Abstract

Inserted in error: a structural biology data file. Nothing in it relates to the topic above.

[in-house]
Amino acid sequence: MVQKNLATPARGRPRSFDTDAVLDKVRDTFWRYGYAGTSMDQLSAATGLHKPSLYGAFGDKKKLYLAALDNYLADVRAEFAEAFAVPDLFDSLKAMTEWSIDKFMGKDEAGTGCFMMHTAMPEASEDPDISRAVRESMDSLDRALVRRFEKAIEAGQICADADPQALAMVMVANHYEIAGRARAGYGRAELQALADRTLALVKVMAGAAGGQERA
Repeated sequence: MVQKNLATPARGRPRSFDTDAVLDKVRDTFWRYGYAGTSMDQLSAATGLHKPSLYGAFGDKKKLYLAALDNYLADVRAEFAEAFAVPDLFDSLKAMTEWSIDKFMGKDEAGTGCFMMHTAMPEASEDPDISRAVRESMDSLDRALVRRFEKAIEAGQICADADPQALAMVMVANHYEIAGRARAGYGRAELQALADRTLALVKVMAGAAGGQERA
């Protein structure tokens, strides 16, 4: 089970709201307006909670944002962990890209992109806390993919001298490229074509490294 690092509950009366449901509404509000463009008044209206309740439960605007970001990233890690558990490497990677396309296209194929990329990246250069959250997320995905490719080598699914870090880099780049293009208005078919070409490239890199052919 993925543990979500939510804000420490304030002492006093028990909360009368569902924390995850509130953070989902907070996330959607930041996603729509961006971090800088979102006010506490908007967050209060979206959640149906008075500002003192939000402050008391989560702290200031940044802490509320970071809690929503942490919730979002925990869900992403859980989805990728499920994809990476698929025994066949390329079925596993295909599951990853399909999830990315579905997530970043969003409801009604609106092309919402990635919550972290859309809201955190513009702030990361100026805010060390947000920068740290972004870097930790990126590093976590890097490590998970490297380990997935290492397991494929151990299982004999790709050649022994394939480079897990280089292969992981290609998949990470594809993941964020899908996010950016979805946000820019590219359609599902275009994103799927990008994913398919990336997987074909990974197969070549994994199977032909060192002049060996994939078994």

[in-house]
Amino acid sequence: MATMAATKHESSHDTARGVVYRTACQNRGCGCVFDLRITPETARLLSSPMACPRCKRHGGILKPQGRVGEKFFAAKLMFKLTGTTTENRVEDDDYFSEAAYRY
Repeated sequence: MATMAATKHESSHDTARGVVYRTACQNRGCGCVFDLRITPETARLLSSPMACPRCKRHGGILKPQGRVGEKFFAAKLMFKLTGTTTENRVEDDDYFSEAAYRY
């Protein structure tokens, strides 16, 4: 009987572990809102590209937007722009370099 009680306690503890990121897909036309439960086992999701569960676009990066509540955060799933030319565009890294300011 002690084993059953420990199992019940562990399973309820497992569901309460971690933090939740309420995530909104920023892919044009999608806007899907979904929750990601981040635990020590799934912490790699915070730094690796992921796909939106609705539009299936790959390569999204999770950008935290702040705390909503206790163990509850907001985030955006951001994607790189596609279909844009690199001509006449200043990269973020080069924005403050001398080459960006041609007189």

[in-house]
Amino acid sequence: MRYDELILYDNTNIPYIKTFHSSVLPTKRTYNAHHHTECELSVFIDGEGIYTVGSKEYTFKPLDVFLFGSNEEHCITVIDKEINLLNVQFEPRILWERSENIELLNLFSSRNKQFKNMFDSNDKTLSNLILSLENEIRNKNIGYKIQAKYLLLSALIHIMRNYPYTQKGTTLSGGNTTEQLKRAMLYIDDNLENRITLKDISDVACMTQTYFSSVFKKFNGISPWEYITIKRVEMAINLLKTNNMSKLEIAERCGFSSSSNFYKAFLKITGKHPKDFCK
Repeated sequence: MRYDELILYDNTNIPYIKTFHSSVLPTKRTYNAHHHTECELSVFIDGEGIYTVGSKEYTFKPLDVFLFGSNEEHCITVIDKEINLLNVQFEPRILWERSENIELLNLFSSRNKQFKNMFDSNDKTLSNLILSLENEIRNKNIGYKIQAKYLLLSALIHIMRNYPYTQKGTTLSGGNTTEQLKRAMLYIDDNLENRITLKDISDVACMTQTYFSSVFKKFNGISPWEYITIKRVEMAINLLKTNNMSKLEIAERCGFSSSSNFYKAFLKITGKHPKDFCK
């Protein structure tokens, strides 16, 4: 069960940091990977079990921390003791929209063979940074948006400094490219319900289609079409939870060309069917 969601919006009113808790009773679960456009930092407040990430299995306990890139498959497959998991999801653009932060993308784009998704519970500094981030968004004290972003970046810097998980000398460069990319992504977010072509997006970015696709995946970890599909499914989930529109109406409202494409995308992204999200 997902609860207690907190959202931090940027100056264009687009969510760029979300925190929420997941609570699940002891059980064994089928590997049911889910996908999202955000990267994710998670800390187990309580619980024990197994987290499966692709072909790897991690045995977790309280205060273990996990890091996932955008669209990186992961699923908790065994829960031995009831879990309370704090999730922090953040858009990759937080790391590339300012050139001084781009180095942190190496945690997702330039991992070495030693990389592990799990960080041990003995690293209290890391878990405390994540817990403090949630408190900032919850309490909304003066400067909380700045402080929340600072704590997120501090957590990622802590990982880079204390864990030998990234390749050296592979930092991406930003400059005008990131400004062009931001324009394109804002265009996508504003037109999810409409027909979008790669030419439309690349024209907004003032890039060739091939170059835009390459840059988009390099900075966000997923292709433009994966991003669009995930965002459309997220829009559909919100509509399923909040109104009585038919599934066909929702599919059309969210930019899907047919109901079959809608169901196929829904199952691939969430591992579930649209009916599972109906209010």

Carpometacarpal (CMC) joint subluxation refers to the changes that occur in the CMC joint as seen on x-rays and observed during physical examination. The CMC joint is the most commonly involved arthritic joint in the hand, and arthritis may appear in localized or systemic forms. A diagnosis of thumb-CMC arthritis is based on symptoms of localized pain, tenderness, and instability on physical examination and radiographic evaluation. The AMA Guides to the Evaluation of Disease and Injury Causation provides a protocol for assessing causation and requires that all three of the following criteria must be met: 1) the patient has an illness compatible with a disease-producing agent or an injury; 2) the worker's exposure in the occupational environment potentially caused the disease or is a plausible mechanism of injury of sufficient magnitude to cause the condition; and 3) the preponderance of evidence supports the disease or injury as occupational in origin. If any one of the three is possible but not probable, causation has not been established. The authors review several published articles and conclude that, based on the clinical facts and current science, CMC joint subluxation is unrelated to work and instead is reflective of aging. The article concludes with a comparison of impairment ratings of CMC-related disability using the fifth and sixth editions of the AMA Guides to the Evaluation of Permanent Impairment, both of which lead to identical impairment ratings but by different means.

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